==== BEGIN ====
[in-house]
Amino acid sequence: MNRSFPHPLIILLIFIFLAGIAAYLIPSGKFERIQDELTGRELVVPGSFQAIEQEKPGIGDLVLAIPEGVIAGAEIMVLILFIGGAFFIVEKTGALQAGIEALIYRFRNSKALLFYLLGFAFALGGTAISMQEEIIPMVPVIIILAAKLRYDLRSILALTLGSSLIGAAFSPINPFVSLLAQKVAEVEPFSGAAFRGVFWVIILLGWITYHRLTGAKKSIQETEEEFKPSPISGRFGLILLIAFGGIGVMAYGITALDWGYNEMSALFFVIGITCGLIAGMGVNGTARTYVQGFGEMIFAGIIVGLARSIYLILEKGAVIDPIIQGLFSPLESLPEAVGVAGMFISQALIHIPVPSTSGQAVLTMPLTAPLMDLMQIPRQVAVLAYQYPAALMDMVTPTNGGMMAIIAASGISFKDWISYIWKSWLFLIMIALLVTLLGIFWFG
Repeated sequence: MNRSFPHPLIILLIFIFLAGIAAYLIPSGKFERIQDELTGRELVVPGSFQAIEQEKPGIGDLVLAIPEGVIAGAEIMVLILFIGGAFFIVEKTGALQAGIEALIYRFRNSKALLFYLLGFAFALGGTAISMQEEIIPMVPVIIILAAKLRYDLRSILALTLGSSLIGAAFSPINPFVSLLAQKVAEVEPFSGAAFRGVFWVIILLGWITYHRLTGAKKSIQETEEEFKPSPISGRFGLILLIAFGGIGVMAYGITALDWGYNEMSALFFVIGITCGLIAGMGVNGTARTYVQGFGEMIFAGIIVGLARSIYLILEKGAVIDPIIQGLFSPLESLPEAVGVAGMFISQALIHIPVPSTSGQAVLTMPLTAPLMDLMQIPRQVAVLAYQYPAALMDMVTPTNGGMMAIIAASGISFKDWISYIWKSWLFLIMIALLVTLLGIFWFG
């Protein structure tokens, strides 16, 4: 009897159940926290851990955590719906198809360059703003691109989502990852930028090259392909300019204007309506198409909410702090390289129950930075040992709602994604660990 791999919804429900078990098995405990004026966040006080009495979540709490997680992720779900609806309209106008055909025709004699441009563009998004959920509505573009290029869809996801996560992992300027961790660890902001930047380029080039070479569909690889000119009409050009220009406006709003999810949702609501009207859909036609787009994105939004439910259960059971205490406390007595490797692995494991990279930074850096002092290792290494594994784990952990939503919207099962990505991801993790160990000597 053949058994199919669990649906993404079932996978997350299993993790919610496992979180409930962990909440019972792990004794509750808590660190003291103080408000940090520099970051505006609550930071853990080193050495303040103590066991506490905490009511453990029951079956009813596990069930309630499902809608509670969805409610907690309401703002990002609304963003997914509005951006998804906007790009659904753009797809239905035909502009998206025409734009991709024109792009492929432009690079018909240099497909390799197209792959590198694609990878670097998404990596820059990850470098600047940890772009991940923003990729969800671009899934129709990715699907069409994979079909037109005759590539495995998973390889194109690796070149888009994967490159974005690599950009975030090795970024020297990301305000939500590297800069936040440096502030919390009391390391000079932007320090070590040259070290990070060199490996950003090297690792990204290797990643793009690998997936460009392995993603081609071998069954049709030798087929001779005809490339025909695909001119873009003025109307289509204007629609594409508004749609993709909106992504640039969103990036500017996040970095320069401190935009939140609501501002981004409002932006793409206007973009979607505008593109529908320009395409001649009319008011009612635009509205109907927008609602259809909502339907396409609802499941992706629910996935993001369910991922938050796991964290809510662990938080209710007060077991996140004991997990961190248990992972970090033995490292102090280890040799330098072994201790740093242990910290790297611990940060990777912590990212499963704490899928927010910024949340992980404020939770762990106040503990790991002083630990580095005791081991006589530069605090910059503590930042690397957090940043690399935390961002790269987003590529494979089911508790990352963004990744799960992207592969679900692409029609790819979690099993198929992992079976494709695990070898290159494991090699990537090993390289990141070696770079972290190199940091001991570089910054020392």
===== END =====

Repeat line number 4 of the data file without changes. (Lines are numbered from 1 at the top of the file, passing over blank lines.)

């Protein structure tokens, strides 16, 4: 009897159940926290851990955590719906198809360059703003691109989502990852930028090259392909300019204007309506198409909410702090390289129950930075040992709602994604660990 791999919804429900078990098995405990004026966040006080009495979540709490997680992720779900609806309209106008055909025709004699441009563009998004959920509505573009290029869809996801996560992992300027961790660890902001930047380029080039070479569909690889000119009409050009220009406006709003999810949702609501009207859909036609787009994105939004439910259960059971205490406390007595490797692995494991990279930074850096002092290792290494594994784990952990939503919207099962990505991801993790160990000597 053949058994199919669990649906993404079932996978997350299993993790919610496992979180409930962990909440019972792990004794509750808590660190003291103080408000940090520099970051505006609550930071853990080193050495303040103590066991506490905490009511453990029951079956009813596990069930309630499902809608509670969805409610907690309401703002990002609304963003997914509005951006998804906007790009659904753009797809239905035909502009998206025409734009991709024109792009492929432009690079018909240099497909390799197209792959590198694609990878670097998404990596820059990850470098600047940890772009991940923003990729969800671009899934129709990715699907069409994979079909037109005759590539495995998973390889194109690796070149888009994967490159974005690599950009975030090795970024020297990301305000939500590297800069936040440096502030919390009391390391000079932007320090070590040259070290990070060199490996950003090297690792990204290797990643793009690998997936460009392995993603081609071998069954049709030798087929001779005809490339025909695909001119873009003025109307289509204007629609594409508004749609993709909106992504640039969103990036500017996040970095320069401190935009939140609501501002981004409002932006793409206007973009979607505008593109529908320009395409001649009319008011009612635009509205109907927008609602259809909502339907396409609802499941992706629910996935993001369910991922938050796991964290809510662990938080209710007060077991996140004991997990961190248990992972970090033995490292102090280890040799330098072994201790740093242990910290790297611990940060990777912590990212499963704490899928927010910024949340992980404020939770762990106040503990790991002083630990580095005791081991006589530069605090910059503590930042690397957090940043690399935390961002790269987003590529494979089911508790990352963004990744799960992207592969679900692409029609790819979690099993198929992992079976494709695990070898290159494991090699990537090993390289990141070696770079972290190199940091001991570089910054020392």